The body was smack in the middle of my freshly scrubbed kitchen floor. Fred the Funky Chicken, minus his head.
"Owen!" I said, sharply.
"Owen, you little fur ball, I know you did this. Where are you?"
There was a muffled "meow" from the back door. I leaned around the cupboards. Owen was sprawled on his back in front of the screen door, a neon yellow feather sticking out of his mouth. He rolled over onto his side and looked at me with the same goofy expression I used to get from stoned students coming into the BU library.
I crouched down next to the gray-and-white tabby. "Owen, you killed Fred," I said. "That's the third chicken this week."
The cat sat up slowly and stretched. He padded over to me and put one paw on my knee. Tipping his head to one side he looked up at me with his golden eyes. I sat back against the end of the cupboard. Owen climbed onto my lap and put his two front paws on my chest. The feather was still sticking out of his mouth.
I held out my right hand. "Give me Fred's head," I said. The cat looked at me unblinkingly. "C'mon, Owen. Spit it out."
He turned his head sideways and dropped what was left of Fred the Funky Chicken's head into my hand. It was a soggy lump of cotton with that lone yellow feather stuck on the end.
"You have a problem, Owen," I told the cat. "You have a monkey on your back." I dropped what was left of the toy's head onto the floor and wiped my hand on my gray yoga pants. "Or maybe I should say you have a chicken on your back."
The cat nuzzled my chin, then laid his head against my T-shirt, closed his eyes and started to purr.
I stroked the top of his head. "That's what they all say," I told him. "You're addicted, you little fur ball, and Rebecca is your dealer."
Owen just kept on purring and ignored me. Hercules came around the corner then. "Your brother is a catnip junkie," I said to the little tuxedo cat.
Hercules climbed over my legs and sniffed the remains of Fred the Funky Chicken's head. Then he looked at Owen, rumbling like a diesel engine as I scratched the side of his head. I swear there was disdain on Hercules' furry face. Stick catnip in, on or near anything and Owen squirmed with joy. Hercules, on the other hand, was indifferent.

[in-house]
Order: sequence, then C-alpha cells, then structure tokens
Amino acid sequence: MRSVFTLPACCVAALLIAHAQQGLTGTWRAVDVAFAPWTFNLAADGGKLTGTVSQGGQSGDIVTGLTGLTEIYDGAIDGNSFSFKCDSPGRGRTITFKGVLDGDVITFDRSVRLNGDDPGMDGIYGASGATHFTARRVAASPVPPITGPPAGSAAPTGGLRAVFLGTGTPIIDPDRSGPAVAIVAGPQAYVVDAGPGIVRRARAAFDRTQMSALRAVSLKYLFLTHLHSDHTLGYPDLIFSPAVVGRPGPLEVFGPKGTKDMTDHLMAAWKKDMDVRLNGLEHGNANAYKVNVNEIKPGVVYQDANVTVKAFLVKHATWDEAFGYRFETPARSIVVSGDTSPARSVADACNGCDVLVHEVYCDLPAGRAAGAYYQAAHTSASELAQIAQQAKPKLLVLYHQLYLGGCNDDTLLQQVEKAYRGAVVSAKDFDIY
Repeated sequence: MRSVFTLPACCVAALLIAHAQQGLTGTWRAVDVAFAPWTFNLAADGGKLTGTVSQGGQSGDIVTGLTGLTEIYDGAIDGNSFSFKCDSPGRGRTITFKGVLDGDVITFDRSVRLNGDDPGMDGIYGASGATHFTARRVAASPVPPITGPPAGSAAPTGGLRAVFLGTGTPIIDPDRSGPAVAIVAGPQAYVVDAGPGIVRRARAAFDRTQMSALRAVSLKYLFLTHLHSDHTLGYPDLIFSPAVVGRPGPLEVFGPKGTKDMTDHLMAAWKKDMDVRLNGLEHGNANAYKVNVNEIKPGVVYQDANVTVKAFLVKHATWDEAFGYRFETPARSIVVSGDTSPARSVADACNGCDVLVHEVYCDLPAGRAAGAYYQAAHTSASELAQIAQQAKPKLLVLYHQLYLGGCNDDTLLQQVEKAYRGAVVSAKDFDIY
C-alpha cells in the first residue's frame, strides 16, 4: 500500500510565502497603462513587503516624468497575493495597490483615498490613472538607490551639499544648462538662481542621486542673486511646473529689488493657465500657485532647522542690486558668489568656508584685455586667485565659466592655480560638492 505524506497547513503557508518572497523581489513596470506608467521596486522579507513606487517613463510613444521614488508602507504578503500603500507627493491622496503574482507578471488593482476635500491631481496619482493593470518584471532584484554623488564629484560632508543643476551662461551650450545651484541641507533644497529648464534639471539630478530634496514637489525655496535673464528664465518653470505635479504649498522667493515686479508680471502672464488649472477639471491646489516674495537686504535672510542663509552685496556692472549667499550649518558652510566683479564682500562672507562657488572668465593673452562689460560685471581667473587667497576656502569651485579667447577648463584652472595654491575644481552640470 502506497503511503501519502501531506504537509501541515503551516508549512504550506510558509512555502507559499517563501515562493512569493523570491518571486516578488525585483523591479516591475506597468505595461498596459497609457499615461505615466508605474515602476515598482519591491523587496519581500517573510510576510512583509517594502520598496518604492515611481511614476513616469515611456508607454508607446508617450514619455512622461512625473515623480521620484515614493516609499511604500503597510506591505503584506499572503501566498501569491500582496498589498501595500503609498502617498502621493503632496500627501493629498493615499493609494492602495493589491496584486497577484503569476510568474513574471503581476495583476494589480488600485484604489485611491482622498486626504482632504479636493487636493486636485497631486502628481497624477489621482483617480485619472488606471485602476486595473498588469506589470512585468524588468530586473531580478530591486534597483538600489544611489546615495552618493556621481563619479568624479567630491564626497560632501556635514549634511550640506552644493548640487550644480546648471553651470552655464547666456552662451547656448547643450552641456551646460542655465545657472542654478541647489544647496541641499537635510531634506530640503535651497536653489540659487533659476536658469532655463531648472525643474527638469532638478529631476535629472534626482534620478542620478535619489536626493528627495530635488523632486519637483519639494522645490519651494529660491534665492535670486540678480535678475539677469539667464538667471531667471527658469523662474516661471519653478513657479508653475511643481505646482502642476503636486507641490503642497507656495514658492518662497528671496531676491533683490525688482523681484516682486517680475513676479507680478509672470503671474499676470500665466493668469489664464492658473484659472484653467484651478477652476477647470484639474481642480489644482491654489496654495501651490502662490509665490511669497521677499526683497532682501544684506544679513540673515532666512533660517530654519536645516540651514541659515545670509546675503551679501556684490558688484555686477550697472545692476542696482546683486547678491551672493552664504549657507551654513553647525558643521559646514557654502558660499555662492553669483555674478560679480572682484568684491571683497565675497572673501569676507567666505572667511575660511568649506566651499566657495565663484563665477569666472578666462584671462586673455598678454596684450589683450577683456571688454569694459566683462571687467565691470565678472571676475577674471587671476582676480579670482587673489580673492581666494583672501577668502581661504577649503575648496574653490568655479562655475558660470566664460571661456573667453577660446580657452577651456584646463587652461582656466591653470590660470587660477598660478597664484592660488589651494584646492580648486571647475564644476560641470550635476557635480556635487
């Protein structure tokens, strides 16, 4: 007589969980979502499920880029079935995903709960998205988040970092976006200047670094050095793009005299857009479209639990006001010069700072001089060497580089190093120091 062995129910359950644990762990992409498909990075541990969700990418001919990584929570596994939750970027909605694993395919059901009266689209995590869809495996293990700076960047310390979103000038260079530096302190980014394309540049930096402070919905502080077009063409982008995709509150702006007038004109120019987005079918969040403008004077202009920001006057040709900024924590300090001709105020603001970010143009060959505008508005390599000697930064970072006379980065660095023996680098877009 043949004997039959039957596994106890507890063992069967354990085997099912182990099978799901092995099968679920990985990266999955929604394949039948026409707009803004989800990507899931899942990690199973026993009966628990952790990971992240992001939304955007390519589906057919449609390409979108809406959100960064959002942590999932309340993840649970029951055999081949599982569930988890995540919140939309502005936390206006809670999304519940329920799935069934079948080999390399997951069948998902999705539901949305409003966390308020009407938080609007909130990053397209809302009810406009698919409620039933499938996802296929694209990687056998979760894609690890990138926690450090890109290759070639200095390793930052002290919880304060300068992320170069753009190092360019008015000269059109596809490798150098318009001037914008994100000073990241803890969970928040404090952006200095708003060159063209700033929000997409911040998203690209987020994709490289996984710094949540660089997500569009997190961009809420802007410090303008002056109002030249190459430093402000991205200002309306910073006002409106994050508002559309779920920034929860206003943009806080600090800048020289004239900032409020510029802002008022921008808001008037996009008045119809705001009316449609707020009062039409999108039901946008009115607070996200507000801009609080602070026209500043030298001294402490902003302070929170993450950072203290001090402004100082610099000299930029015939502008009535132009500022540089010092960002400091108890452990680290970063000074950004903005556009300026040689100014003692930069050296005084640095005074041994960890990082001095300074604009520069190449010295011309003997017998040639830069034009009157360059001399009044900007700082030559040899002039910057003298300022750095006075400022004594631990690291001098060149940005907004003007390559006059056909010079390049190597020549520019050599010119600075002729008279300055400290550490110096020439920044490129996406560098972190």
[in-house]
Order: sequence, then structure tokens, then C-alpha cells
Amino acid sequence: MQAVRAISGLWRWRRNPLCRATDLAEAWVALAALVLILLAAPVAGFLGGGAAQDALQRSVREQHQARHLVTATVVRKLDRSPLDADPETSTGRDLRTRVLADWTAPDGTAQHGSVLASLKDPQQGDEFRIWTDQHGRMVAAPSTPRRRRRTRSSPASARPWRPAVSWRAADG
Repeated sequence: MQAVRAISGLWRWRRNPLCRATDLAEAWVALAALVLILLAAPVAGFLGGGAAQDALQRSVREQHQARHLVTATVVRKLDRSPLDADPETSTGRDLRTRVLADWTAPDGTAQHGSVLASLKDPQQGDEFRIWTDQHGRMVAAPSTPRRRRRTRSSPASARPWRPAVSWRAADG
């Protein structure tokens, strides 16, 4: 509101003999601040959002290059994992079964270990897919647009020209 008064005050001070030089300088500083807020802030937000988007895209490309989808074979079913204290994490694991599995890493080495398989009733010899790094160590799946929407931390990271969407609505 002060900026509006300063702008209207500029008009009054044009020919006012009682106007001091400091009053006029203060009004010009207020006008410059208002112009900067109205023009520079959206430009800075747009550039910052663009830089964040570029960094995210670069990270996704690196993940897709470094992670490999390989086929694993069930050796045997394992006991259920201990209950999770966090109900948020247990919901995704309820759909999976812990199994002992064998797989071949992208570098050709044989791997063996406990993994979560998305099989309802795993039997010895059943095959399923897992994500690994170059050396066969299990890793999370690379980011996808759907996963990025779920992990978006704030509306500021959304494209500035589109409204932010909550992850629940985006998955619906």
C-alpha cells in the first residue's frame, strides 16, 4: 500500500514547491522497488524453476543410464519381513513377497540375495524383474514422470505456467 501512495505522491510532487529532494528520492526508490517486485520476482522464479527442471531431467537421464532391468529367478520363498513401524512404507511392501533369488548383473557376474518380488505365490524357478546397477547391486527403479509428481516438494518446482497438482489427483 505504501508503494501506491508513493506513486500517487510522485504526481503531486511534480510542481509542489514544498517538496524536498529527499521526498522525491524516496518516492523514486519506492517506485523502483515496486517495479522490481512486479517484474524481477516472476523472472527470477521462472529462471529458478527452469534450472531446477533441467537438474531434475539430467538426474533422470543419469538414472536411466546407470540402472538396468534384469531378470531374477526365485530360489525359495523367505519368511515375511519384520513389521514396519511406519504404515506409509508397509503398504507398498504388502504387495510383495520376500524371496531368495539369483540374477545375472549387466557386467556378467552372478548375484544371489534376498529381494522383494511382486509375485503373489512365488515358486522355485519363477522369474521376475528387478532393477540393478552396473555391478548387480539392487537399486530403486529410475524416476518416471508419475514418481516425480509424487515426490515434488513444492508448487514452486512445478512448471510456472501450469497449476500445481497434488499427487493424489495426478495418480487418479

The stocky black-and-white cat climbed onto my lap, too. He put one white paw on my shoulder and swatted at my hair.
"Behind the ear?" I asked.
"Meow," the cat said.
I took that as a yes, and tucked the strands back behind my ear. I was used to long hair, but I'd cut mine several months ago. I was still adjusting to the change in style. At least I hadn't given in to the impulse to dye my dark brown hair blond.
"Maybe I'll ask Rebecca if she has any ideas for my hair," I said. "She's supposed to be back tonight." At the sound of Rebecca's name Owen lifted his head. He'd taken to Rebecca from the first moment he'd seen her, about two weeks after I'd brought the cats home.
Both Owen and Hercules had been feral kittens. I'd found them, or more truthfully they'd found me, about a month after I'd arrived in town. I had no idea how old they were. They were affectionate with me, but wouldn't allow anyone else to come near them, let alone touch them. That hadn't stopped Rebecca, my backyard neighbor, from trying. She'd been buying both cats little catnip toys for weeks now, but all she'd done was turn Owen into a chicken-decapitating catnip junkie. She was on vacation right now, but Owen had clearly managed to unearth Fred's head from a secret stash somewhere.
I stroked the top of his head again. "Go back to sleep," I said. "You're going cold turkey . . . or maybe I should say cold chicken. I'm telling Rebecca no more catnip toys for you. You're getting lazy."
Owen put his head down again, while Hercules used his to butt my free hand. "You want some attention, too?" I asked. I scratched the spot, almost at the top of his head, where the white fur around his mouth and up the bridge of his nose gave way to black. His green eyes narrowed to slits and he began to purr, as well. The rumbling was kind of like being in the service bay of a Volkswagen dealership.
I glanced up at the clock. "Okay, you two. Let me up. It's almost time for me to go and I have to take care of the dearly departed before I do."
I'd sold my car when I'd moved to Minnesota from Boston, and because I could walk everywhere in Mayville Heights, I still hadn't bought a new one. Since I had no car, I'd spent my first few weeks in town wandering around exploring, which is how I'd stumbled on Wisteria Hill, the abandoned Henderson estate. Everett Henderson had hired me at the library.
Owen and Hercules had peered out at me from a tumble of raspberry canes and then followed me around while I explored the overgrown English country garden behind the house. I'd seen several other full-grown cats, but they'd all disappeared as soon as I got anywhere close to them. When I left, Owen and Hercules followed me down the rutted gravel driveway. Twice I'd picked them up and carried them back to the empty house, but that didn't deter them. I looked everywhere, but I couldn't find their mother. They were so small and so determined to come with me that in the end I'd brought them home.